Let's see…. That makes four releases in 14 years, or approximately one album every three and a half years. Considering it takes about a year per album from the start of tracking to the final mixing, that leaves about two and a half years for him to write more material between sessions. Funny thing is - I don't recall those two and a half year "lay off's" between each release. Part of my problem stems from Randy's practice of going back to earlier sessions and re-tracking some select songs for release on "newer" albums. We still have some tracks from almost ten years ago which haven't (yet) shown up on ANY releases. Some of them are getting so old that the masters will have to be baked before we can transfer them to the 24-track for overdubbing and mixing.

And here it is -2002. Present day. And true to form, Randy has pulled more rabbits out of his musical hat and come up with yet another album, this one called "Survival in Meantime". This album is special for several reasons. First, it is the very last tracks recorded by Porky Hill, who passed away September 9, 2002 (for more on Porky, go HERE). And secondly, there are some wonderful tracks revived from previous sessions. "Thin Lines", a really great track from the original "Dalte Kizer" LP gets the full treatment in an all-new and star studded session. Also, "Mister Christopher", "Alone Lee", and "Dirtdobber" have resurfaced from the 1990 "Whiplash Gumbo" project, mostly due to the fact that that particular release - on cassette - did not sell very well because it was only available on a dying audio format. Not to mention it is hard to get radio stations to play music off of cassettes! Hopefully more great songs from that ill-fated release like "The Letter 'S'", Sugar Daddy, and "Two Is For You" will grace future Whiplash Gumbo albums.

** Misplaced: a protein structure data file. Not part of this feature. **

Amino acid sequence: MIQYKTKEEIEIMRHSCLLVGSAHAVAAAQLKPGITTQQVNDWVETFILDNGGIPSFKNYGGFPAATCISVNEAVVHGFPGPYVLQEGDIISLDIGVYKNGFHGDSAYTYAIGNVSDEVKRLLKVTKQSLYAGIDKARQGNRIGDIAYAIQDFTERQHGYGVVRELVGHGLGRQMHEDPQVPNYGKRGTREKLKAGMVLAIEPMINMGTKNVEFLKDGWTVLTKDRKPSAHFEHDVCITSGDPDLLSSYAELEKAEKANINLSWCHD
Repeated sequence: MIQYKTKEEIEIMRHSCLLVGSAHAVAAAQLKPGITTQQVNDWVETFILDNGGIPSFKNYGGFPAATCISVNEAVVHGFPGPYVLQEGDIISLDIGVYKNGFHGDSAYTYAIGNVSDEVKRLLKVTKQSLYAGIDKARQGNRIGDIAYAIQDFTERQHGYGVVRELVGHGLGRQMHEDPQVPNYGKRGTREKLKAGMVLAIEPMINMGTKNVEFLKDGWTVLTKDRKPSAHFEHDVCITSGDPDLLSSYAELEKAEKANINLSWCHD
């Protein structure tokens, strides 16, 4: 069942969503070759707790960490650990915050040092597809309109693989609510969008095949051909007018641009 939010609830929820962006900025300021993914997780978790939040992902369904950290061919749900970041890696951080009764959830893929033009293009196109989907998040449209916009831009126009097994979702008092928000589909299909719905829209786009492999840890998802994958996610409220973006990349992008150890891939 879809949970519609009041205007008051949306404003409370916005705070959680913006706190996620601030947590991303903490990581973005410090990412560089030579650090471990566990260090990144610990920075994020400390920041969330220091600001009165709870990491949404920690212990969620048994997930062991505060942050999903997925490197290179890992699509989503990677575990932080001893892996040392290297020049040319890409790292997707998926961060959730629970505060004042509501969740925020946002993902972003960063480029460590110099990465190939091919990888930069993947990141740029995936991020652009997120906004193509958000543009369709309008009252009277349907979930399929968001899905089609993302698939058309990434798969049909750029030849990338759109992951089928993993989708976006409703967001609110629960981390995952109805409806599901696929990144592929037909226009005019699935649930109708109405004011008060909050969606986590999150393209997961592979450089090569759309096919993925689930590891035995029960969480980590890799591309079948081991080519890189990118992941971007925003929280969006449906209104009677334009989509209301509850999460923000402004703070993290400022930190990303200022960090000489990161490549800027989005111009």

I have always maintained that each successive project with Randy has yielded better performances and higher recording quality, and this album certainly is no exception. Personally I feel it is the best recorded album we have ever done to date. Some of it is due to the advancements in recording technology and better sounding gear at a cheaper (make that affordable) price. Extra time in mixing was also spent just getting Porky's drums right up front where they should be, as this album is in many ways is a tribute to Porky and his musical legacy. He was a phenomenal drummer and generally recognized by all as the session drummer for 90% of the Whiplash Gumbo sessions stemming from way back in 1990. As a matter of fact, with the exception of the very first album, the only other drummer to appear on any of Randy's releases beside Porky was me (sequenced drum tracks excluded).